For the past few issues Jonathan Kent has dealt with many events, but this issue brings his greatest challenge yet. Lately, Jon has been coasting through space with his grandfather Jor-el, fighting aliens and learning how to use his powers. After the events of the last issue, Jon began to feel uncomfortable with his grandfather. The issue ended with Jonathan Kent and Jor-el getting sucked into a black hole. Jonathan suddenly wakes up and he is standing in front of the Crime Syndicate from Earth-3. What will happen to Jon now? Could this be the end of the road for Jonathan? These and more questions will be answered in this issue, let’s take a trip to Earth -3 in Superman #9.
Trapped On Another Earth
This issue begins with Clark fantasizing about a perfect future with his family on World Peace Day. Every DC hero is at the fortress of solitude to celebrate the occasion. This suddenly falls apart with shadowy figures destroying everything around Superman’s family. Clark suddenly stops daydreaming to hear the rest of Jon’s story. Jon resumes his story and explains that the Crime Syndicate was about to attack him.
Suddenly, Ultraman grabs him up and throws him into a volcano. Jon wakes up on a piece of land inside the volcano, Ultraman unexpectedly appears and begins to taunt him. Jon utters that he has no idea how long he was in the volcano, but Ultraman visits him constantly. After much struggle, Jon finally manages to escape and runs into a city nearby. He began to search the city for the Hall of Justice on this earth. Once he locates it he enters and is confronted by a Crime Syndicate member that will completely traumatize Jon.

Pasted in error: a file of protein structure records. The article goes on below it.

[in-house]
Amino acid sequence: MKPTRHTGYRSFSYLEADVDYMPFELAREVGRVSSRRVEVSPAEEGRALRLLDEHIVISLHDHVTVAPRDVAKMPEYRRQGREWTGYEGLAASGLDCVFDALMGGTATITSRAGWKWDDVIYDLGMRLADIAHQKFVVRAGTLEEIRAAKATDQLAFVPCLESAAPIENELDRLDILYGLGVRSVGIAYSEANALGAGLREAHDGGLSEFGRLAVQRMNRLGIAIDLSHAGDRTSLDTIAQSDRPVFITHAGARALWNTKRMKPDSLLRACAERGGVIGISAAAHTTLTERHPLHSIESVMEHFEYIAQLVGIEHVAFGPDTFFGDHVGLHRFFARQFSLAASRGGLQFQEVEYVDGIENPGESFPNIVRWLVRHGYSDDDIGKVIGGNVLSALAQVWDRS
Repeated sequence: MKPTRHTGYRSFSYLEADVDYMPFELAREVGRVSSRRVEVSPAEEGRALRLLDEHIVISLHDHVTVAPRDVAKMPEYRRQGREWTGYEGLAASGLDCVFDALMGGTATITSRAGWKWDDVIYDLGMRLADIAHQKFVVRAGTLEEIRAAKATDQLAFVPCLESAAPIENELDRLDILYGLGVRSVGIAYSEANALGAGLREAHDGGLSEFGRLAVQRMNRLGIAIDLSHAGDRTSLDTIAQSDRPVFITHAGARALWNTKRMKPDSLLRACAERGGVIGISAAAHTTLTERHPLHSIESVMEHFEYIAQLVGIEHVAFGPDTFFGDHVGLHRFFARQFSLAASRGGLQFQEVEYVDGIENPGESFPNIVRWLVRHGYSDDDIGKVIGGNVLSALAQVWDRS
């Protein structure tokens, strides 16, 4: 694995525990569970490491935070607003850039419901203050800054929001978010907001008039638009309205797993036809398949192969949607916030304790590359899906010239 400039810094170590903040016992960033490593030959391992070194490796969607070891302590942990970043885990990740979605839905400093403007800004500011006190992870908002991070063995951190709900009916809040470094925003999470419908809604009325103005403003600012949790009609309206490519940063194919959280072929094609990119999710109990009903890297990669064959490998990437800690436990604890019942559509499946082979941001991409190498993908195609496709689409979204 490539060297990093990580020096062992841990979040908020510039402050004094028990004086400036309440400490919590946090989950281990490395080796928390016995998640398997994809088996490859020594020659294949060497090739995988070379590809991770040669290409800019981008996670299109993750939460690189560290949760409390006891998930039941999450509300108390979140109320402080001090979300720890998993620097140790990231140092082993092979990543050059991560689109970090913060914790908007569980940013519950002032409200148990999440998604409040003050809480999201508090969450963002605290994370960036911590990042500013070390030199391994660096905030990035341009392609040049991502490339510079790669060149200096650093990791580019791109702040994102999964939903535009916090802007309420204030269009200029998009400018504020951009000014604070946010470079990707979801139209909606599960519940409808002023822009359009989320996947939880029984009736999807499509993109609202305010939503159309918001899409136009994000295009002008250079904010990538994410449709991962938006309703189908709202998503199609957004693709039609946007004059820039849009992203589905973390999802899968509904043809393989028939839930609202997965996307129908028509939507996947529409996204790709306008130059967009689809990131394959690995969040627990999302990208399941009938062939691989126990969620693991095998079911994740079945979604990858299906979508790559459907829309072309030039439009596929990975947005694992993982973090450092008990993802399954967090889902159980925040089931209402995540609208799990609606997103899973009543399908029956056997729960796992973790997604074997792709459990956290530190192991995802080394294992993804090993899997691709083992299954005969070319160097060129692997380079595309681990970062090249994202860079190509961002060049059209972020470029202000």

Jon’s Suffering in Superman #9
Superman #9 is very hard to read for any fan of Jonathan Kent. In the last issue, there seemed to be a slight indication of mental abuse between Jon and Jor-el. As that plot wasn’t as noticeable. In this issue, the abuse became the main focus and it was unreadable at points. It’s unclear where Brian Michael Bendis is going with his character and story, but this seems a bit much. Throughout Superman #9 it felt like Bendis truly doesn’t like Jon as a character.
Jon is beaten, tortured and held captive by a man who looks identical to his father. It is horrible just to think of it, but seeing it visually is heartbreaking. If Jon was stuck there for a few days it might not be as horrific, but knowing he was there for a good while is a lot to take in. It seems a bit odd to focus the whole issue on Jon suffering so much — if Benis is a fan of the character he has an odd way of showing it. Sometimes experiences like this make people stronger, but it’s unexplainable how Jon is still okay to talk about all this.
The Real Ultraman Unleashed
Ultraman in this issue becomes a very interesting character. As he is supposed to be the villainous version of Superman, it is neat to see a slightly personal side of him. Jon explains that when Ultraman would visit him. Ultraman would sometimes sit in silence, cry, lie, or tell stories like he had no one else to talk to. Readers mainly see the evil side of Ultraman, but never an emotional side. This comic does the same but added something different.